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def main():
    print "Welcome To the Date Converter"
    print "Please Enjoy Your Stay"
    print
    date_string = raw_input("Please enter a date in MM/DD/YYYY format:  ")
    date_list = date_string.split('/')
    import datetime
    d = datetime.date
    d.strftime('%B %d, %Y')

main()

That's what I have so far I keep getting a 0 for an output in help would be appreciated I am trying to have someone input a numerical date and the program convert it to a date like November 15, 2010

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I did but it came up.. –  John Halbet Nov 29 '10 at 20:45
    
>>> Welcome To the Date Converter Please Enjoy Your Stay Please enter a date in MM/DD/YYYY format: 10/22/2005 Traceback (most recent call last): File "C:\Users***\Desktop\Csc122\Prog6.py", line 19, in <module> main() File "C:\Users***\Desktop\Csc122\Prog6.py", line 17, in main d.strftime('%B %d, %Y') TypeError: descriptor 'strftime' requires a 'datetime.date' object but received a 'str' >>> –  John Halbet Nov 29 '10 at 20:45
1  
Do not post code or error messages (or anything) in the comments. Please update your question with the new information. It's far, far easier for us to read. Please update the question and remove the hard-to-read comments. –  S.Lott Nov 29 '10 at 22:02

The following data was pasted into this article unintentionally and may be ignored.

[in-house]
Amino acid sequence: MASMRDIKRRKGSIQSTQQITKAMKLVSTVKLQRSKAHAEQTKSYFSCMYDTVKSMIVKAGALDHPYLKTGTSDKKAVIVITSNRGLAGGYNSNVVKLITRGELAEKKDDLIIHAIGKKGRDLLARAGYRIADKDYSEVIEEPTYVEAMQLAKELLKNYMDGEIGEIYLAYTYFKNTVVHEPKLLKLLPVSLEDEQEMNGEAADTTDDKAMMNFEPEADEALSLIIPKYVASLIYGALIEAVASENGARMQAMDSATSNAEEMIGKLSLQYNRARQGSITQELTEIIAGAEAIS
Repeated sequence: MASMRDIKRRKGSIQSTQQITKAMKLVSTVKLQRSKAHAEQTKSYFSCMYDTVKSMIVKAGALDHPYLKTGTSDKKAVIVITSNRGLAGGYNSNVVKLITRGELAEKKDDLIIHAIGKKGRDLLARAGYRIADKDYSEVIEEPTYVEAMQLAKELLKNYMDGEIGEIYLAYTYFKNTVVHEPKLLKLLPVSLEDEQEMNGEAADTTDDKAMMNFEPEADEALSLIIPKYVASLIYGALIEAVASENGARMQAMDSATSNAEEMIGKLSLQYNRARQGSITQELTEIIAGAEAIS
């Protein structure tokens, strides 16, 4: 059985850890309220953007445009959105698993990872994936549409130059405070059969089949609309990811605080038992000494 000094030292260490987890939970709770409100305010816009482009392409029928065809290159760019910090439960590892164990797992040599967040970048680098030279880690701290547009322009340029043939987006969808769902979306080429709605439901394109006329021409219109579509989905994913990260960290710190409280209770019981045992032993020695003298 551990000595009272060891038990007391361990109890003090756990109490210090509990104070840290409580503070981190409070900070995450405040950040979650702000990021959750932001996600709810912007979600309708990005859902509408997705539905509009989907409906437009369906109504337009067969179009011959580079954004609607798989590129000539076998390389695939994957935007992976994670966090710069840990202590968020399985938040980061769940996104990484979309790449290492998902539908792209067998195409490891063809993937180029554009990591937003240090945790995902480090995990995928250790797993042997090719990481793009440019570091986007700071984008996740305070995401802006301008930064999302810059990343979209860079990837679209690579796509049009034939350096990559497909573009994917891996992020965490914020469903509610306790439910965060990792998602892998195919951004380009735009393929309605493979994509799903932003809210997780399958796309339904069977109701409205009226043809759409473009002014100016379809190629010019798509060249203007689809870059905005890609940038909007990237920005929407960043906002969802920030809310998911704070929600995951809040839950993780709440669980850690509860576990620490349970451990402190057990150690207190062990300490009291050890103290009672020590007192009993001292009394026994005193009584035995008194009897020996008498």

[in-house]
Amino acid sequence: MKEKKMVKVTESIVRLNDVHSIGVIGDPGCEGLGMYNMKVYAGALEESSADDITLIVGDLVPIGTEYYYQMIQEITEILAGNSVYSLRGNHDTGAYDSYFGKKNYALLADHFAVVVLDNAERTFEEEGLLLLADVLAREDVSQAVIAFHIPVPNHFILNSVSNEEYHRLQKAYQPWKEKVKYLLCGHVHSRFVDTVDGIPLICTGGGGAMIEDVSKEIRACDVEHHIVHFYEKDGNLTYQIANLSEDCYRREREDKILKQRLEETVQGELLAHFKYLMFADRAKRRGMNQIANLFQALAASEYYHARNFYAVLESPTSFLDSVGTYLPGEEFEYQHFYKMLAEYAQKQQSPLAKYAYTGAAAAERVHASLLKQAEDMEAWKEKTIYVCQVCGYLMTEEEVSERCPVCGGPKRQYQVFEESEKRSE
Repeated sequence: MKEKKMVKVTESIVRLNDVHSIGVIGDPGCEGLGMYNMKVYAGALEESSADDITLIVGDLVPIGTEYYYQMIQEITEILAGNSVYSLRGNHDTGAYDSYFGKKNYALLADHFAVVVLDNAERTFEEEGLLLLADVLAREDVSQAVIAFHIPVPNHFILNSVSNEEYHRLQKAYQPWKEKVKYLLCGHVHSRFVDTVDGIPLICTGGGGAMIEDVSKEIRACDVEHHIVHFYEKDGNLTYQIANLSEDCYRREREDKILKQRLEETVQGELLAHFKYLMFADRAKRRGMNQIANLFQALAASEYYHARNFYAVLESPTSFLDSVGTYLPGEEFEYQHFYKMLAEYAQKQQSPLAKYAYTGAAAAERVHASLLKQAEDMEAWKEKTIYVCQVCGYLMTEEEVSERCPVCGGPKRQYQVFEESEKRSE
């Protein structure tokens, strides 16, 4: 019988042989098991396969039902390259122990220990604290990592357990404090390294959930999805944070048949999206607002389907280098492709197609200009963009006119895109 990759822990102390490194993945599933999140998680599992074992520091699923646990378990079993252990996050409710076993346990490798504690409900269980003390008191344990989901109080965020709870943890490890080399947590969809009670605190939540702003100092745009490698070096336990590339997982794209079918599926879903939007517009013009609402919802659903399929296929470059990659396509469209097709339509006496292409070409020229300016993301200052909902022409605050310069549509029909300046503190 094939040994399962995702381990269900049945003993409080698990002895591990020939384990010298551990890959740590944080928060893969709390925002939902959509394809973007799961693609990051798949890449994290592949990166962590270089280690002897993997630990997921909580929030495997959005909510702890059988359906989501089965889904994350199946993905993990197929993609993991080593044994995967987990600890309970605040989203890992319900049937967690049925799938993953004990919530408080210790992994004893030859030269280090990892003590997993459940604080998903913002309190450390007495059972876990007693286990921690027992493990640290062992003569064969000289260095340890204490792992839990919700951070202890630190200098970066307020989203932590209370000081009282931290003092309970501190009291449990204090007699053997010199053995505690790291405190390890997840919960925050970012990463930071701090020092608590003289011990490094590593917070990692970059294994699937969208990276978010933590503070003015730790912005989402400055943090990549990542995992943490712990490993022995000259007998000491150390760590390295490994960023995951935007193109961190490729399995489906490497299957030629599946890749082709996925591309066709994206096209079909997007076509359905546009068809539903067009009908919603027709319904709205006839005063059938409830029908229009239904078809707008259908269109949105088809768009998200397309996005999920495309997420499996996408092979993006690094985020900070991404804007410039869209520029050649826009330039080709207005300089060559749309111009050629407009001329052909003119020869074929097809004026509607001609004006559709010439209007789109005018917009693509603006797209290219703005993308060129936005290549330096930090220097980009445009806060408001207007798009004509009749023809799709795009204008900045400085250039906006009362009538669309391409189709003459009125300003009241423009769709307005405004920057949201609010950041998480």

1  
Seems to be a duplicate of (or follow-up to?) stackoverflow.com/questions/4306802/date-converter-using-python –  Karl Knechtel Nov 29 '10 at 22:41

2 Answers 2

up vote 3 down vote accepted
import datetime
def main():
    print "Welcome To the Date Converter"
    print "Please Enjoy Your Stay"
    print
    date_string = raw_input("Please enter a date in MM/DD/YYYY format:  ")
    d=datetime.datetime.strptime(date_string,'%m/%d/%Y')
    print(d.strftime('%B %d, %Y'))

if __name__=='__main__':
    main()
  1. If you try to split date_string with date_string.split('/'), then you have to convert the list of strings into a list of ints. It's possible, but more work than necessary. Use datetime.datetime.strptime instead.

  2. Put all imports at the top of the script. It makes it easier to understand the dependencies of the script.

  3. In general, it's a good habit to use if __name__=='__main__' so that your scripts are importable (without inadvertently running code). This makes your scripts double-purposed -- you can run them as scripts from the command line, and also import them to reuse functions.

  4. You might also want to check out the third-party module dateutil -- it has a fuzzy date parser which can handle many formats.
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The parser from dateutil is your friend.

You'll have to pip install dateutil but you've safe bags and bags of date conversion code:

pip install python-dateutil

You can use it like this.

from dateutil import parser
ds = '2012-03-01T10:00:00Z' # or any date sting of differing formats.
date = parser.parse(ds)

ds = '12/23/2001' # or any date sting of differing formats.
date = parser.parse(ds)

You'll find you can deal with almost any date string formats with this parser and you'll get a nice standard python date back

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